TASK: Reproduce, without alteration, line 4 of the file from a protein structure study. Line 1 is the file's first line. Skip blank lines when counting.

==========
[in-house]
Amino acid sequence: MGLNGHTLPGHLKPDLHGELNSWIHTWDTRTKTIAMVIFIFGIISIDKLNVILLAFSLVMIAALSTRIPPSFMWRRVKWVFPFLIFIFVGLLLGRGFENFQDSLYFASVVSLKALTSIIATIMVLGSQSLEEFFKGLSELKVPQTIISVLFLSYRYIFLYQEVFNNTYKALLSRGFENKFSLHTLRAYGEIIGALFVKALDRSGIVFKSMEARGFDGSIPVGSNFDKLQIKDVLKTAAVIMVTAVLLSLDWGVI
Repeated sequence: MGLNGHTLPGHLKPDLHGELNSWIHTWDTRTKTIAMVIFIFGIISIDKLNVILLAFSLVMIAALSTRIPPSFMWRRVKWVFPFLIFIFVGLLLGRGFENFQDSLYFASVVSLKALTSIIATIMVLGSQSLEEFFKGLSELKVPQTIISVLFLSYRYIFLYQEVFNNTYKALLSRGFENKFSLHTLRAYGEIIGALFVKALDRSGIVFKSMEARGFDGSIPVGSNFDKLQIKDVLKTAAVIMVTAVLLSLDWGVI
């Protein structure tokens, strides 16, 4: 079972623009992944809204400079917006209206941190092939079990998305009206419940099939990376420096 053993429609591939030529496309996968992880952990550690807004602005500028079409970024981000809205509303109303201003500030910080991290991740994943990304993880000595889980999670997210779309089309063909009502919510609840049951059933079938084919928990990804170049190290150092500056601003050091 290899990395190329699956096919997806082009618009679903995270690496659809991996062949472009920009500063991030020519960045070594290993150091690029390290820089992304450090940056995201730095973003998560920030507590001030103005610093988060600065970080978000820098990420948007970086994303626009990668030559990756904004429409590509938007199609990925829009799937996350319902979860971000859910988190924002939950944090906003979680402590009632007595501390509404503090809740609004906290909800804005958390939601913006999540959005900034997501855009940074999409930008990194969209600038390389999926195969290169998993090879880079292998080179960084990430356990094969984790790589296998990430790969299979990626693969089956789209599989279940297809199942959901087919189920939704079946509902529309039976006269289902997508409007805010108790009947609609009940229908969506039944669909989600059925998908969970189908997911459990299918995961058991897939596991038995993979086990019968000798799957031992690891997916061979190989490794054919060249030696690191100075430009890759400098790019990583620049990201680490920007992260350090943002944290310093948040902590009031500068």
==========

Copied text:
């Protein structure tokens, strides 16, 4: 079972623009992944809204400079917006209206941190092939079990998305009206419940099939990376420096 053993429609591939030529496309996968992880952990550690807004602005500028079409970024981000809205509303109303201003500030910080991290991740994943990304993880000595889980999670997210779309089309063909009502919510609840049951059933079938084919928990990804170049190290150092500056601003050091 290899990395190329699956096919997806082009618009679903995270690496659809991996062949472009920009500063991030020519960045070594290993150091690029390290820089992304450090940056995201730095973003998560920030507590001030103005610093988060600065970080978000820098990420948007970086994303626009990668030559990756904004429409590509938007199609990925829009799937996350319902979860971000859910988190924002939950944090906003979680402590009632007595501390509404503090809740609004906290909800804005958390939601913006999540959005900034997501855009940074999409930008990194969209600038390389999926195969290169998993090879880079292998080179960084990430356990094969984790790589296998990430790969299979990626693969089956789209599989279940297809199942959901087919189920939704079946509902529309039976006269289902997508409007805010108790009947609609009940229908969506039944669909989600059925998908969970189908997911459990299918995961058991897939596991038995993979086990019968000798799957031992690891997916061979190989490794054919060249030696690191100075430009890759400098790019990583620049990201680490920007992260350090943002944290310093948040902590009031500068």